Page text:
May 22, 1964 – The U.S. President Lyndon B. Johnson (D) announces the goals of his Great Society social reforms to bring an “end to poverty and racial injustice” in America.
The Great Society program, with its name coined from one of Johnson’s speeches, became Johnson’s agenda for Congress in January 1965: aid to education, attack on disease, Medicare, Medicaid, urban renewal, beautification, conservation, development of depressed regions, a wide-scale fight against poverty, control and prevention of crime, and removal of obstacles to the right to vote. Congress, at times augmenting or amending, enacted most of Johnson’s recommendations. Johnson’s achievements in social policy were made possible by liberal strength, especially after the Democratic landslide of 1964.
After the Great Society legislation of the 1960s, for the first time, a person who was not elderly or disabled could receive need-based aid from the U.S. government.
President Lyndon B. Johnson’s
Remarks at the University of Michigan
May 22, 1964
President Hatcher, Governor Romney, Senators McNamara and Hart, Congressmen Meader and Staebler, and other members of the fine Michigan delegation, members of the graduating class, my fellow Americans:
It is a great pleasure to be here today. This university has been coeducational since 1870, but I do not believe it was on the basis of your accomplishments that a Detroit high school girl said, “In choosing a college, you first have to decide whether you want a coeducational school or an educational school.”
Well, we can find both here at Michigan, although perhaps at different hours.
I came out here today very anxious to meet the Michigan student whose father told a friend of mine that his son’s education had been a real value. It stopped his mother from bragging about him.
I have come today from the turmoil of your Capital to the tranquility of your campus to speak about the future of your country.
The purpose of protecting the life of our Nation and preserving the liberty of our citizens is to pursue the happiness of our people. Our success in that pursuit is the test of our success as a Nation.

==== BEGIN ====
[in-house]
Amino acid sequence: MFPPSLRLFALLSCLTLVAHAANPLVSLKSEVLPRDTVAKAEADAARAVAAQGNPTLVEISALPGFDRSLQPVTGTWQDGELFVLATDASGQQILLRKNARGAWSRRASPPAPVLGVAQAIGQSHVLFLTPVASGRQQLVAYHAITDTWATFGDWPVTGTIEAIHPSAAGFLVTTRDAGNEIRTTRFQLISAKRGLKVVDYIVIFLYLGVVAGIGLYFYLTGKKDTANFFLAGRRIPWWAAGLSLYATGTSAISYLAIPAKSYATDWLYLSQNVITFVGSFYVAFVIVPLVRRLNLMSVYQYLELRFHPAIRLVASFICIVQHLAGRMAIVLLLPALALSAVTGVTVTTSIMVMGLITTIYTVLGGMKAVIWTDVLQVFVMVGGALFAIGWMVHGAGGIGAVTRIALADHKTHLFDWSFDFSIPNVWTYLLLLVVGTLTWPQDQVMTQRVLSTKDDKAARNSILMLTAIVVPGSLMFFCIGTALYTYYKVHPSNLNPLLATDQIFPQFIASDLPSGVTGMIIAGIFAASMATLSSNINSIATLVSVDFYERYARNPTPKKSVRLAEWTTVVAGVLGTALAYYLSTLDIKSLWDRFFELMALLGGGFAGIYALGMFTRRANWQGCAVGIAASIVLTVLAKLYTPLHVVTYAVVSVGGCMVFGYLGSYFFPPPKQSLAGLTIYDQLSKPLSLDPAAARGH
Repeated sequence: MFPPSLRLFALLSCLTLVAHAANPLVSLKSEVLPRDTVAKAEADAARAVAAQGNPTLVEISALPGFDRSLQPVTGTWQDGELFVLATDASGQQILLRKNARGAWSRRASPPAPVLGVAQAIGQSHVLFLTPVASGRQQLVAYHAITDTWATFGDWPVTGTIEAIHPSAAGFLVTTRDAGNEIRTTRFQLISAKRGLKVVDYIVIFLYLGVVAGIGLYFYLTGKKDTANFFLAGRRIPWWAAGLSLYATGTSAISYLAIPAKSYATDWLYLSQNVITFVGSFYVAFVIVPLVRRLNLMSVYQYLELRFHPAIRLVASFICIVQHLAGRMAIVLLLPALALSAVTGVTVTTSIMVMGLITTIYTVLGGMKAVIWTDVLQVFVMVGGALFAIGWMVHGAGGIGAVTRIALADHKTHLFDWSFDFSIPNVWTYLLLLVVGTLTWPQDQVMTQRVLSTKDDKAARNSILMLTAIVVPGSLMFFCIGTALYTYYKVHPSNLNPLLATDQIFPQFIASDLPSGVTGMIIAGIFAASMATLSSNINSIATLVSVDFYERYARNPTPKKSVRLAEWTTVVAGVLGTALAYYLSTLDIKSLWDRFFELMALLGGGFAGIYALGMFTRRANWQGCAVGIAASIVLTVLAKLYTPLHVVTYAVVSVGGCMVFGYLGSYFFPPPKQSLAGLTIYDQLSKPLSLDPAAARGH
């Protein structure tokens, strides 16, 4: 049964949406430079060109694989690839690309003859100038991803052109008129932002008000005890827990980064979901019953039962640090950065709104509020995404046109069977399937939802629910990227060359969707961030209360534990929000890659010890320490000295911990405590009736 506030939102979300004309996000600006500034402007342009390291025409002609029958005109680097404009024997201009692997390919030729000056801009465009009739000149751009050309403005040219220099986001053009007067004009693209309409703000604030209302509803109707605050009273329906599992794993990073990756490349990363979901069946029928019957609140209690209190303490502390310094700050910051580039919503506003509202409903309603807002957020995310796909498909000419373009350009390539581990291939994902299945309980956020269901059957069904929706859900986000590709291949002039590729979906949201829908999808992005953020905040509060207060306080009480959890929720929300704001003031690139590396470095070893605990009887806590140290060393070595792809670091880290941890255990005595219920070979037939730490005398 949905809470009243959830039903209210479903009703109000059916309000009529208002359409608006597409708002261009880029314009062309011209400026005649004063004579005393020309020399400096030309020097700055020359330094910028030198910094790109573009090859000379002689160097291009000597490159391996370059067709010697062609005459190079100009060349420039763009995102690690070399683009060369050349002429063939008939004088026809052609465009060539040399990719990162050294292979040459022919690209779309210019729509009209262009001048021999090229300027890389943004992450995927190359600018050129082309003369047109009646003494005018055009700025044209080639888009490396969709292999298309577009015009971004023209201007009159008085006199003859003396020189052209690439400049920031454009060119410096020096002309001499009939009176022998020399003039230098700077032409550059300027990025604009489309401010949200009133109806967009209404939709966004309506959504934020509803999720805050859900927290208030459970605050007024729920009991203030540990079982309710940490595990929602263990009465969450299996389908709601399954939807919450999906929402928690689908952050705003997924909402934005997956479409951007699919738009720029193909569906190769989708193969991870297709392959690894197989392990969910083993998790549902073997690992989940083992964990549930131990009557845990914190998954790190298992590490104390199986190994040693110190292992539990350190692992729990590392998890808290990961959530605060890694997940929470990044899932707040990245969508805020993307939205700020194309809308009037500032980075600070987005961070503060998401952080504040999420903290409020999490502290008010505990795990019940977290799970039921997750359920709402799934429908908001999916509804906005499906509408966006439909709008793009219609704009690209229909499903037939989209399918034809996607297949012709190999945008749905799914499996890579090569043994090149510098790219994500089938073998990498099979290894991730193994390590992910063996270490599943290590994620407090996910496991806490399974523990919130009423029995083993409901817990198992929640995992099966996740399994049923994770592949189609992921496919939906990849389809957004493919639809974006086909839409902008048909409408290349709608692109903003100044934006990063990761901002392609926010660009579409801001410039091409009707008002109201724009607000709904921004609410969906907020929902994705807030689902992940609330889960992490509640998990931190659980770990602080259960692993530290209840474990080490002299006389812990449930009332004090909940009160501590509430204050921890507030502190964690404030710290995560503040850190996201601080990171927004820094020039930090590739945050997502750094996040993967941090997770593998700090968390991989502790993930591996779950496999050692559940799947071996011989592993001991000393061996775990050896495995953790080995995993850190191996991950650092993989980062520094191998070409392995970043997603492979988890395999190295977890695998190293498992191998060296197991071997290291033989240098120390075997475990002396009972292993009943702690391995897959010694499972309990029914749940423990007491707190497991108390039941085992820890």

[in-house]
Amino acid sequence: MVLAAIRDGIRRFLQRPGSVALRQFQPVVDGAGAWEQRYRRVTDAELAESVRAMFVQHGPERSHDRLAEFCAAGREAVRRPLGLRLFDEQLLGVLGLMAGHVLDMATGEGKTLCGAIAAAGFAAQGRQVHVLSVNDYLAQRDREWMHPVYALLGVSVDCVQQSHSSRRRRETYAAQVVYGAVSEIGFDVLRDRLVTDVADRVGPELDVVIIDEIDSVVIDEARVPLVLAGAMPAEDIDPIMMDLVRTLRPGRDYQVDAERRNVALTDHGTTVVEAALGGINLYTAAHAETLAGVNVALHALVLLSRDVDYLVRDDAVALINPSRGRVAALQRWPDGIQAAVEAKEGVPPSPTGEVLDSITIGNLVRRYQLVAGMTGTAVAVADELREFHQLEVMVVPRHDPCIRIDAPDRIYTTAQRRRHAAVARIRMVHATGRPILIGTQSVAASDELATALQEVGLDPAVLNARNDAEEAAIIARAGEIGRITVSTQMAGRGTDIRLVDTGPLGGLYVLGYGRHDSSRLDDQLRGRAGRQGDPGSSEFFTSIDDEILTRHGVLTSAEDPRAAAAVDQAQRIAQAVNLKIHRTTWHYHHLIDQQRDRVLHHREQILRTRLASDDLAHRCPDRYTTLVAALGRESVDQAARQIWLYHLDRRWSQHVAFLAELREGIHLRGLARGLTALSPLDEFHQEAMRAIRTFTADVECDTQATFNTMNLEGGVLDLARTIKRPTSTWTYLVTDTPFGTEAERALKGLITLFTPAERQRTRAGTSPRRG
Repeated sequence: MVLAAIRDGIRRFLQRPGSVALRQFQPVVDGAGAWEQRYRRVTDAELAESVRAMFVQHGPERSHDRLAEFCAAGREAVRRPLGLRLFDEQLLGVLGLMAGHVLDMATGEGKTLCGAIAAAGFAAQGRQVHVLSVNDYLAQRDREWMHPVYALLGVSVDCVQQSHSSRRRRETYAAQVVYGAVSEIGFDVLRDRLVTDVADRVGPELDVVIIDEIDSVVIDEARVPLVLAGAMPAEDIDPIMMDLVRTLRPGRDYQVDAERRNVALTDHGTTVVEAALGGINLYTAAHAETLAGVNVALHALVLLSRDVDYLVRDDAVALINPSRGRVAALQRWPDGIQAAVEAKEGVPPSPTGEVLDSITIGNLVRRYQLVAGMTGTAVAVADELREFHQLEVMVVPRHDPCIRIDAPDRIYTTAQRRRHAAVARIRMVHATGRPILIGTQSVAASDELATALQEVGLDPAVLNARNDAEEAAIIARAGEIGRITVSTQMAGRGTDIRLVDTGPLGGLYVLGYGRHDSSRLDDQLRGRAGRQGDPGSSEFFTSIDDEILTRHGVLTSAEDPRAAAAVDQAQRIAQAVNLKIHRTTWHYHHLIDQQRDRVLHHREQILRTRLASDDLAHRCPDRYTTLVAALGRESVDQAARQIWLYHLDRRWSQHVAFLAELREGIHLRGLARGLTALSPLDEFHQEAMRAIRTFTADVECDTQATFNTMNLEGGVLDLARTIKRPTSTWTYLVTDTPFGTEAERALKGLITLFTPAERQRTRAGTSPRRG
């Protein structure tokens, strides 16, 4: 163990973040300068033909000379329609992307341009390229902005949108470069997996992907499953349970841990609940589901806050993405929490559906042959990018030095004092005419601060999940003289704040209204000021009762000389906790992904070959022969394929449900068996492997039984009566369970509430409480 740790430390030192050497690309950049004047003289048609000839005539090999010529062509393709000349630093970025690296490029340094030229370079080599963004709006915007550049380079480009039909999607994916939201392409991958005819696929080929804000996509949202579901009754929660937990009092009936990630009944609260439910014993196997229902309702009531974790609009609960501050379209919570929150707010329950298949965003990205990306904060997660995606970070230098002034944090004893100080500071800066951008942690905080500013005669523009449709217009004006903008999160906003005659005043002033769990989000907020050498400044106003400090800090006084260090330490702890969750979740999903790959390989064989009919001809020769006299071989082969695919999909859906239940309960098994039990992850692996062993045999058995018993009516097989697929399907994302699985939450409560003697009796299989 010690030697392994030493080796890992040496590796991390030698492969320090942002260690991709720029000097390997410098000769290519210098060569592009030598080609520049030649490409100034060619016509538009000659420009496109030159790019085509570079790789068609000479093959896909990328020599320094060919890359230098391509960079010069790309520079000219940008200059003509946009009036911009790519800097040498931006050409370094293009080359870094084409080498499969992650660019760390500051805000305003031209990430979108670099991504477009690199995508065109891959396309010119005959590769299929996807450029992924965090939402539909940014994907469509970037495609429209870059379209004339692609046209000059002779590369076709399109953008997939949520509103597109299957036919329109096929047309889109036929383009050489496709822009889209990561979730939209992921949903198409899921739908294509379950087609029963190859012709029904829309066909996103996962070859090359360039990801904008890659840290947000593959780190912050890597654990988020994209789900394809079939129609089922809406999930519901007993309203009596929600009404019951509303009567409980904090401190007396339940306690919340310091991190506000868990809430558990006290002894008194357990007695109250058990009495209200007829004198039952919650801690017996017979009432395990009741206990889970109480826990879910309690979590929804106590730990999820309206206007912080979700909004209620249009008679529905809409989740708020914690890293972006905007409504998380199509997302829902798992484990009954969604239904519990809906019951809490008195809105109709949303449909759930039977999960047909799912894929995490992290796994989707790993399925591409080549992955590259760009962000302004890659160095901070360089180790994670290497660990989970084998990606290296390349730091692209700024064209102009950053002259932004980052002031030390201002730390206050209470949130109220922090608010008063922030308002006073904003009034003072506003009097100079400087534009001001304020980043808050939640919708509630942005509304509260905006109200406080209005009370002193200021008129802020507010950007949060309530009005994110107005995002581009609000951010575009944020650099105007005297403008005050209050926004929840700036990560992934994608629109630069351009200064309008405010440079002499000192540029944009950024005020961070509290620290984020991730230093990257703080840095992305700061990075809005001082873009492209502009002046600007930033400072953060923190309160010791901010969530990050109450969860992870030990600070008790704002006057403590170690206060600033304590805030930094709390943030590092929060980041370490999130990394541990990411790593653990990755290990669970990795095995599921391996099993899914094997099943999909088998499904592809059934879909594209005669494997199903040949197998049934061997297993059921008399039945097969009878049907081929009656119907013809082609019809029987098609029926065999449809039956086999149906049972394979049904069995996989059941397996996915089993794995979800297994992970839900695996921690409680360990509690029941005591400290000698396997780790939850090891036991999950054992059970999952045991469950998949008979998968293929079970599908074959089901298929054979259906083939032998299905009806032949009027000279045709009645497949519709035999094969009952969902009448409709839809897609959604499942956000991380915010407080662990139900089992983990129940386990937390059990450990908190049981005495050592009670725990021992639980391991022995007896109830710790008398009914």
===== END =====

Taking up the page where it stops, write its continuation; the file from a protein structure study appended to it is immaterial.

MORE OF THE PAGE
For a century we labored to settle and to subdue a continent. For half a century we called upon unbounded invention and untiring industry to create an order of plenty for all of our people.
The challenge of the next half century is whether we have the wisdom to use that wealth to enrich and elevate our national life, and to advance the quality of our American civilization.
Your imagination, your initiative, and your indignation will determine whether we build a society where progress is the servant of our needs, or a society where old values and new visions are buried under unbridled growth. For in your time we have the opportunity to move not only toward the rich society and the powerful society, but upward to the Great Society.
The Great Society rests on abundance and liberty for all. It demands an end to poverty and racial injustice, to which we are totally committed in our time. But that is just the beginning.
For entire speech: http://www.lbjlib.utexas.edu/johnson/archives.hom/speeches.hom/640522.asp
The Great Society at 50
May 19, 2014 by Karen Tumulty Washington Post
One day shortly after starting his new job as presidential adviser and speechwriter, Richard N. Goodwin was summoned to see the boss. Not to the Oval Office, but to the White House swimming pool, where Lyndon B. Johnson often went to ruminate.
Goodwin found the leader of the free world naked, doing a languorous sidestroke. Johnson invited him and top aide Bill Moyers to doff their own clothes: “Come on in, boys. It’ll do you good.”
It was an unorthodox manner of conducting official business. As they bobbed in the tepid water, the president “began to talk as if he were addressing some larger, imagined audience of the mind,” Goodwin later wrote in his memoir. The 32-year-old speechwriter forgot his chagrin as he was drawn by “the powerful flow of Johnson’s will, exhorting, explaining, trying to tell me something about himself, seeking not agreement — he knew he had that — but belief.”
This happened in early April 1964, just a little more than four months after a tragedy in Dallas had made Johnson the 36th president of the United States.
“I never thought I’d have the power,” Johnson told Goodwin and Moyers. “I wanted power to use it. And I’m going to use it.”
For more at: http://www.washingtonpost.com/sf/national/2014/05/17/the-great-society-at-50/ http://youtu.be/kx0K637mBVE?t=1m51s
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